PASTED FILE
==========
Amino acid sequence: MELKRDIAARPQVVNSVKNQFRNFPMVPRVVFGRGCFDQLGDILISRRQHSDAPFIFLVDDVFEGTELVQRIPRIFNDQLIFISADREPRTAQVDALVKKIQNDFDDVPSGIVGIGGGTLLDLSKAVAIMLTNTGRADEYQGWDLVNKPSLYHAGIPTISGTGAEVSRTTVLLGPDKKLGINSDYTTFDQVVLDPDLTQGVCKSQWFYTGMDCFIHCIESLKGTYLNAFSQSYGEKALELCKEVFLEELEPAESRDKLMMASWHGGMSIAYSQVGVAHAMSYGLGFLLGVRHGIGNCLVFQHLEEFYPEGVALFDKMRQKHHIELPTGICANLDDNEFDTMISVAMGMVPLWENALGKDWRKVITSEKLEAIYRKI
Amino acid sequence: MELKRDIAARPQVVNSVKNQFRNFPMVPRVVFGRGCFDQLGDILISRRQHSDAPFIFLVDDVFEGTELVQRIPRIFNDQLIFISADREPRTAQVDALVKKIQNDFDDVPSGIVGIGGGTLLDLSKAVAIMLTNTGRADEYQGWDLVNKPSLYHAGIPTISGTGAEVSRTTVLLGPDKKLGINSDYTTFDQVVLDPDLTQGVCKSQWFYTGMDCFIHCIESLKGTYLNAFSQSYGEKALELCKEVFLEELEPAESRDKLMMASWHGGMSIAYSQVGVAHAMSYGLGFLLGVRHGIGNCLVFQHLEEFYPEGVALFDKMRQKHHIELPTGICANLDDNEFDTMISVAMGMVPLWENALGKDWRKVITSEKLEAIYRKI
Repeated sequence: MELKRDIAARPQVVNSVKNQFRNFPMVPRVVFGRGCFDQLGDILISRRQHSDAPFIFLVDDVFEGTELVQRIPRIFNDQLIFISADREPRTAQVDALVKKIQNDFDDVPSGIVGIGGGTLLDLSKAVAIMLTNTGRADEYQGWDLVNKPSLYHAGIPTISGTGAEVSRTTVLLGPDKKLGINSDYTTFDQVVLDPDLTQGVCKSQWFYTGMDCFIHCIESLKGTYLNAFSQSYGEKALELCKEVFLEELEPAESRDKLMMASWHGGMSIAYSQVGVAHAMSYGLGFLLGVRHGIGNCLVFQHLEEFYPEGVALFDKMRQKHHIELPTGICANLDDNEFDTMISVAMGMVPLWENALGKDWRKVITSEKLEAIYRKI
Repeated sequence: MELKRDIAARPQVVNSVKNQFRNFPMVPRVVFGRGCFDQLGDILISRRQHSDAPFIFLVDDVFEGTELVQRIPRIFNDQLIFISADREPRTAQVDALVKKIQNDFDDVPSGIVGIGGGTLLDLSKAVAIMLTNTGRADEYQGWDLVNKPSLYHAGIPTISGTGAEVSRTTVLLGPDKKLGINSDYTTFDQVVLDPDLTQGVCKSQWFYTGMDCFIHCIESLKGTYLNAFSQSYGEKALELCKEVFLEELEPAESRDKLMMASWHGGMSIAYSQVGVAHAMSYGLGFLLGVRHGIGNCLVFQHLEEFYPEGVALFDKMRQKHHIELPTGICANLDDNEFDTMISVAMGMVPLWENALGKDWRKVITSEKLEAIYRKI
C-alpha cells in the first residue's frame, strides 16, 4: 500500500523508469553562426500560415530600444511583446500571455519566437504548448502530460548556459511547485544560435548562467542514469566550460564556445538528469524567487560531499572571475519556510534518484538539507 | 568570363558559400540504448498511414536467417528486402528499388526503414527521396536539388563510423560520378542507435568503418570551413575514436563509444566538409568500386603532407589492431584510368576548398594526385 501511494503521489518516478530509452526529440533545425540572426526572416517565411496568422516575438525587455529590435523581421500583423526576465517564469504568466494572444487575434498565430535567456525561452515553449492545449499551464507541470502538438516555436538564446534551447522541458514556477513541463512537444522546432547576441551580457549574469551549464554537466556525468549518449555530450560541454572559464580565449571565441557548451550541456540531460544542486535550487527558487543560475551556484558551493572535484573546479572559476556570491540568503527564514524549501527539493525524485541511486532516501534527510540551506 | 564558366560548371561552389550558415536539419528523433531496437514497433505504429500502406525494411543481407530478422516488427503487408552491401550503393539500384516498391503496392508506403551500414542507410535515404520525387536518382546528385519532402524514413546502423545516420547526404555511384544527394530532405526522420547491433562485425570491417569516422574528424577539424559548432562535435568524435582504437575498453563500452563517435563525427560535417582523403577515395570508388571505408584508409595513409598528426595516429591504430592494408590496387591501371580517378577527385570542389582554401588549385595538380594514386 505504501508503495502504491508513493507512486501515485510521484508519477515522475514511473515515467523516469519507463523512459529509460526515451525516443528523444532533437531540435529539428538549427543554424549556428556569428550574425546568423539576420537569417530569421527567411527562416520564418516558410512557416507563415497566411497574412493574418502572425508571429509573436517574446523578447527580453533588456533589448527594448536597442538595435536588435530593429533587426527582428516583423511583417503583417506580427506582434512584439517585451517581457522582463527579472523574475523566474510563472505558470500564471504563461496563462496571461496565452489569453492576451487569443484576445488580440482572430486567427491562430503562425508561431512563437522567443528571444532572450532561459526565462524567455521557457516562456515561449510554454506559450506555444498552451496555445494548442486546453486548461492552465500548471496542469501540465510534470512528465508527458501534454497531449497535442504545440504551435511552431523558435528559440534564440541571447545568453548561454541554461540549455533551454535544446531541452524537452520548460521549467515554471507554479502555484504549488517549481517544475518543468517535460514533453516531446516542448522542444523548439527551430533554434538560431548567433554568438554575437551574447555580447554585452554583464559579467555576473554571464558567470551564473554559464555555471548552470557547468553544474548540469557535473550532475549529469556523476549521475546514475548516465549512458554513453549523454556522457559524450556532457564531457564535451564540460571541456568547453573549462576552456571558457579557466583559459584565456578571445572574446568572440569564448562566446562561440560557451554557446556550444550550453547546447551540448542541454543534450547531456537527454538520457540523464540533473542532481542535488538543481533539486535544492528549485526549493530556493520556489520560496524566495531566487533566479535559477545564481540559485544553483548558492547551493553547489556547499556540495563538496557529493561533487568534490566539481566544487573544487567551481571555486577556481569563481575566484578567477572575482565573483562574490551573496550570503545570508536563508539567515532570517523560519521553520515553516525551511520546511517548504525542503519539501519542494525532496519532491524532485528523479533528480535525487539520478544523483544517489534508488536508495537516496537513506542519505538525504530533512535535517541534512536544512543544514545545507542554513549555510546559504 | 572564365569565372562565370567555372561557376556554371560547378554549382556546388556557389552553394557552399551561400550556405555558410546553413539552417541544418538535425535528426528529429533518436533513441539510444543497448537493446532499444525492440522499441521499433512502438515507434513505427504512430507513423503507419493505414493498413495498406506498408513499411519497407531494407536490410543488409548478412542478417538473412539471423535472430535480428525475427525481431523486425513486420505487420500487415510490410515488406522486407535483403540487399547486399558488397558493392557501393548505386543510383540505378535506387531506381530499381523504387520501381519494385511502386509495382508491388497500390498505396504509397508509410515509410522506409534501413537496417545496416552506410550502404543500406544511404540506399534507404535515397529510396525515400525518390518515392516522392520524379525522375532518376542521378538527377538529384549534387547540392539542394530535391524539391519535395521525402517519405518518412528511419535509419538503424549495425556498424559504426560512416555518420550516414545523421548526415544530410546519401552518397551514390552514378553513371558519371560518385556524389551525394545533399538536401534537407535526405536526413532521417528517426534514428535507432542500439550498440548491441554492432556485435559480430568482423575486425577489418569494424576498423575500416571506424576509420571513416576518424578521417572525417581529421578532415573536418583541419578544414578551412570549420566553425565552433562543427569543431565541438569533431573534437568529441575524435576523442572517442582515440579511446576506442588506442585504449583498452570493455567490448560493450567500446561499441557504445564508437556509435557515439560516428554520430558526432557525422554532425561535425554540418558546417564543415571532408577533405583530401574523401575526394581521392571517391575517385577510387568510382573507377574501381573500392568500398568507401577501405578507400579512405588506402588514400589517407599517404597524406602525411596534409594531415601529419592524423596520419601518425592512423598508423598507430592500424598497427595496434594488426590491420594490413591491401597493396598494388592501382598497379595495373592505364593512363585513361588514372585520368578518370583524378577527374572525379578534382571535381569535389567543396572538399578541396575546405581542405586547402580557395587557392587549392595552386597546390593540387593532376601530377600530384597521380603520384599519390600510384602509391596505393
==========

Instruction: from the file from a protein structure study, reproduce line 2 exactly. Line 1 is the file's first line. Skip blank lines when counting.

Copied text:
Amino acid sequence: MELKRDIAARPQVVNSVKNQFRNFPMVPRVVFGRGCFDQLGDILISRRQHSDAPFIFLVDDVFEGTELVQRIPRIFNDQLIFISADREPRTAQVDALVKKIQNDFDDVPSGIVGIGGGTLLDLSKAVAIMLTNTGRADEYQGWDLVNKPSLYHAGIPTISGTGAEVSRTTVLLGPDKKLGINSDYTTFDQVVLDPDLTQGVCKSQWFYTGMDCFIHCIESLKGTYLNAFSQSYGEKALELCKEVFLEELEPAESRDKLMMASWHGGMSIAYSQVGVAHAMSYGLGFLLGVRHGIGNCLVFQHLEEFYPEGVALFDKMRQKHHIELPTGICANLDDNEFDTMISVAMGMVPLWENALGKDWRKVITSEKLEAIYRKI